Friday, February 27, 2009

Central for Biological Diversity: legal eagles getting the job done

So recently, I put up two postings (Fri. 2/20 & Sat. 2/21) on different conservation organizations, commenting on the different strategies or tactics taken by groups who feel their efforts would be best served by either educating the next generation or partaking in eco-terrorist activities. In the end, nature is best served when there are concrete results.

One organization that I have mentioned in the past, is gaining more and more influence and attention by focusing on the strategy of legal engagement, through legal petition or law suit. The Center for Biological Diversity has been affecting change through legal means and their results to date have been impressive. Cases in point, from their latest e-newsletter:

For the threatened Canadian Lynx, its federally protected habitat in the U.S. was increased from 1,841 to 39,000 square miles. CBD, along with Defenders of Wildlife, filed suit to protect the lynx under the Endangered Species Act (it's limited protection was initiated by a now disgraced former official influenced by commercial timber interests).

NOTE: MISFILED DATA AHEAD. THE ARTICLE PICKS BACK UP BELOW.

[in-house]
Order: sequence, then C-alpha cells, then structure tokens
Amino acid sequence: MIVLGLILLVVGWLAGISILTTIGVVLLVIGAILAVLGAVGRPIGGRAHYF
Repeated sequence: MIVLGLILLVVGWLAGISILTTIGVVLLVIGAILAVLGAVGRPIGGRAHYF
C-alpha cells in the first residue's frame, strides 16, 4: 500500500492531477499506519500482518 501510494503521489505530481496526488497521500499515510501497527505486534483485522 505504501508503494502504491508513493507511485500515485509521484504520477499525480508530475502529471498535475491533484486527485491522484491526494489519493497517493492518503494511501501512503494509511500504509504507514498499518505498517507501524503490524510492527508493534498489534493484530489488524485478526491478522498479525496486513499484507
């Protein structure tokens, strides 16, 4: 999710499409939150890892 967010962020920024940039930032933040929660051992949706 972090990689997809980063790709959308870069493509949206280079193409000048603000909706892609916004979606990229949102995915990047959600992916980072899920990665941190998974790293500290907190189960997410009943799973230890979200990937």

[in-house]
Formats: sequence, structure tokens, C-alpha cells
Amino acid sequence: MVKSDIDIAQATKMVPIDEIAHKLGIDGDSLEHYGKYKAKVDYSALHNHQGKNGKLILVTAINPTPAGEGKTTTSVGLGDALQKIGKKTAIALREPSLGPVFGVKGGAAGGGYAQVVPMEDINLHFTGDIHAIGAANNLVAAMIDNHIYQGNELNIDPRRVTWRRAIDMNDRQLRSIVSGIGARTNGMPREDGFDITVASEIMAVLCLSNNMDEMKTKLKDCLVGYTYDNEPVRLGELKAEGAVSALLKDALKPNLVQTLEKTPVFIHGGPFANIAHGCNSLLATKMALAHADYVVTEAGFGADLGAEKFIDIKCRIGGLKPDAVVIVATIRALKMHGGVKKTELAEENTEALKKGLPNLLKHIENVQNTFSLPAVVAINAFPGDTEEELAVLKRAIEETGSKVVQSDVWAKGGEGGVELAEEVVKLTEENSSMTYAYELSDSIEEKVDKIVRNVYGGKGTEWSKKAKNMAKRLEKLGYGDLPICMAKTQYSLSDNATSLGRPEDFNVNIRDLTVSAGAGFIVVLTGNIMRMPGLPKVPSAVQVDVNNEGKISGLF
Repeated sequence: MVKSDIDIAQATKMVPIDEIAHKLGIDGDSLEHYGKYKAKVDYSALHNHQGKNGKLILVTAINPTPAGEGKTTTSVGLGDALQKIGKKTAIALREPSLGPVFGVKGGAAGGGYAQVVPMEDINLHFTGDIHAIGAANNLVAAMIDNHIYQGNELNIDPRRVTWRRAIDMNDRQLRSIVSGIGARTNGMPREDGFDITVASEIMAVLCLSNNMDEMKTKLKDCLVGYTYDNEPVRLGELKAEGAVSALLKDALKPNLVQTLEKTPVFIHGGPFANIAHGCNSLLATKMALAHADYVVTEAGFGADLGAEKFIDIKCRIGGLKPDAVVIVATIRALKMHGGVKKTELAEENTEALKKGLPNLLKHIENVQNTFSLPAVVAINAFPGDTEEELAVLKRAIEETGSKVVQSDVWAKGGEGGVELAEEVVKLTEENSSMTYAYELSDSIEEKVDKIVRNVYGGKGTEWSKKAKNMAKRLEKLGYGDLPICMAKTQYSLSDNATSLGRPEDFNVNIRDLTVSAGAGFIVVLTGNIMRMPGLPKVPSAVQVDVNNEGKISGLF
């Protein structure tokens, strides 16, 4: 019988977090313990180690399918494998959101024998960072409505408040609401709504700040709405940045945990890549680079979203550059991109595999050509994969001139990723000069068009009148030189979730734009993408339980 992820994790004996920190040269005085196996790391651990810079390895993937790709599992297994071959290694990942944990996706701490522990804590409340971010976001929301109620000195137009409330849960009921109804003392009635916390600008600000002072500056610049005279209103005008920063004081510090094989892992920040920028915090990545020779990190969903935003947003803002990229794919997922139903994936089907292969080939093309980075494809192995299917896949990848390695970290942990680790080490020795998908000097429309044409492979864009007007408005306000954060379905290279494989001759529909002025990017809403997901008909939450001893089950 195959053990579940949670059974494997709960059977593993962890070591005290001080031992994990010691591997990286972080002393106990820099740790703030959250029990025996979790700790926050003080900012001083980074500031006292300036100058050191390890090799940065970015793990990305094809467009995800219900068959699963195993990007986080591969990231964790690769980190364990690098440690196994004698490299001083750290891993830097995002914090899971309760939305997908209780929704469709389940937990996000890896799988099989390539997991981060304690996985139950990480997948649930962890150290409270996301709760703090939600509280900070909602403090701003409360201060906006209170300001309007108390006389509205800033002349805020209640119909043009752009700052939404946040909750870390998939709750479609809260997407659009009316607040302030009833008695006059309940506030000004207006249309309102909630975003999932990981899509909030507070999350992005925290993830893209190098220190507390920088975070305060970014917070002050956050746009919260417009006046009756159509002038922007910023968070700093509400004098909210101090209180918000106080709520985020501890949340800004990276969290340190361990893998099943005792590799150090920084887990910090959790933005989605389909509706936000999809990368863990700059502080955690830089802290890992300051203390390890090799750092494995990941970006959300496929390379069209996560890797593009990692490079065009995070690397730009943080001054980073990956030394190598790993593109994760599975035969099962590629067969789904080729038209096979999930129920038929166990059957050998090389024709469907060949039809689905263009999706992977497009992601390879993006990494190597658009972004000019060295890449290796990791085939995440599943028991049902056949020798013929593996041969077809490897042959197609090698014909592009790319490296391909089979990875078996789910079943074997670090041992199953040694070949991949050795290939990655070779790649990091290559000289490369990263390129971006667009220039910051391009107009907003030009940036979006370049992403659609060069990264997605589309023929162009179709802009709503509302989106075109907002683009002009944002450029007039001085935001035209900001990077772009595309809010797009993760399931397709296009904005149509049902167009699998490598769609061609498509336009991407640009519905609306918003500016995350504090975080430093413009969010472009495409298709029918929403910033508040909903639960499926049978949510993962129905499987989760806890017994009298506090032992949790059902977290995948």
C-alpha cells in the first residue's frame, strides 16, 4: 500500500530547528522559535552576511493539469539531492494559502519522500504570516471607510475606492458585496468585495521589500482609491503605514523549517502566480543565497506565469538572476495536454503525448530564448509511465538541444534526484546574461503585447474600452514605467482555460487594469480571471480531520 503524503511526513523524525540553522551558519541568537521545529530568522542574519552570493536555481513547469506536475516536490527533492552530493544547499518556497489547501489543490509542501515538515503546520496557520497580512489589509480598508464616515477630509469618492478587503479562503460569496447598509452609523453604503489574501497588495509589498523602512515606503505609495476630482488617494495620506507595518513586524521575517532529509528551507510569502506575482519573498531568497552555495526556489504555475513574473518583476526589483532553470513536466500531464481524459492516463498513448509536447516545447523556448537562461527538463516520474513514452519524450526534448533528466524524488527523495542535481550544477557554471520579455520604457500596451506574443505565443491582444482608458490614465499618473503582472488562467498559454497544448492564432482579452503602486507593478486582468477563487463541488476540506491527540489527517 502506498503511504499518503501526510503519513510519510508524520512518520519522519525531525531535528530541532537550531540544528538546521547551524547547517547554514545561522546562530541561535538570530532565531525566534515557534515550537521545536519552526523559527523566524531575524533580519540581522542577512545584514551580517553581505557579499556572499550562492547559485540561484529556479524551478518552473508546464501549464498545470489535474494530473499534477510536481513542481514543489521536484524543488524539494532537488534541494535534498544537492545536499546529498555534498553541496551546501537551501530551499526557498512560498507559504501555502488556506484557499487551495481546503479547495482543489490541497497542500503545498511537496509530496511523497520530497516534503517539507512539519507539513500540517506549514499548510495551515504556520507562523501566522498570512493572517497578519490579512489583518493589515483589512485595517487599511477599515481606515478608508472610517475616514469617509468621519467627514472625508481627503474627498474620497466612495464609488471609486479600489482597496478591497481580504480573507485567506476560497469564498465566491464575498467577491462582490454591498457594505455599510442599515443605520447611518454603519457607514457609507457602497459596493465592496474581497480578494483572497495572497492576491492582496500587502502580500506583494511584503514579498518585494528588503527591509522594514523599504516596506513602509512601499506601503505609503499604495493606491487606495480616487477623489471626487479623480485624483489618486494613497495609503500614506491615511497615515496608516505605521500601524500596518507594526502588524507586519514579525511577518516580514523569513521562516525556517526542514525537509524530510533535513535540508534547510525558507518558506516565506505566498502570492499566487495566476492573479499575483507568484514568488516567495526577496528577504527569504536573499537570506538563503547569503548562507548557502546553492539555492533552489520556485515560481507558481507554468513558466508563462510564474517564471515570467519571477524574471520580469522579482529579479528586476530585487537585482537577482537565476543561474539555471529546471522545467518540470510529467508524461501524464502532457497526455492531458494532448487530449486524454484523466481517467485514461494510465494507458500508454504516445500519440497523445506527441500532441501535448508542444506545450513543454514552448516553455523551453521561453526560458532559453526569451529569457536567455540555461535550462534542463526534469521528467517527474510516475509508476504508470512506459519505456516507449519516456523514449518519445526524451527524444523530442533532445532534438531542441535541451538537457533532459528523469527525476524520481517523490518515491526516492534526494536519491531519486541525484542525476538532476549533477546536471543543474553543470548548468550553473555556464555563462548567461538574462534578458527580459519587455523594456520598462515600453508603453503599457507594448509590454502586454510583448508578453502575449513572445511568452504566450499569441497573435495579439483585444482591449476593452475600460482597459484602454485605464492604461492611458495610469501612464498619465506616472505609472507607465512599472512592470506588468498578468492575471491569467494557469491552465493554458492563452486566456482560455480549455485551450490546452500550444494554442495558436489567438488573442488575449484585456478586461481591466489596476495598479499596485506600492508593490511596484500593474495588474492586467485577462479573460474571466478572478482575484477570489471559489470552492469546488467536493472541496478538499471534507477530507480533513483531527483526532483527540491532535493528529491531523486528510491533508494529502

CBD and other organizations filed numerous suits regarding the 11th hour moves by the previous administration to gut the Endangered Species Act. A bill has now been introduced in Congress that will allow the Obama administration to more quickly rescind those moves - in particular those that denied the use of global warming as a cause for listing a species, like the polar bear, as endangered.

Even the little guys get some attention: the Northern Rockies Fisher, a rare relative of the weasel whose numbers have dwindled due to logging and trapping is receiving CBD support with a scientific petition filed to gain protection under the Endangered Species Act.

CBD, along with over 20 other groups, submitted a petition with over 19,000 signatures in support of measures to protect Arizona's Verde River from proposed pumping for new large development projects. Petition requests the consultation of the U.S. Fish and Wildlife Service to determine and counter potential negative ecological effects.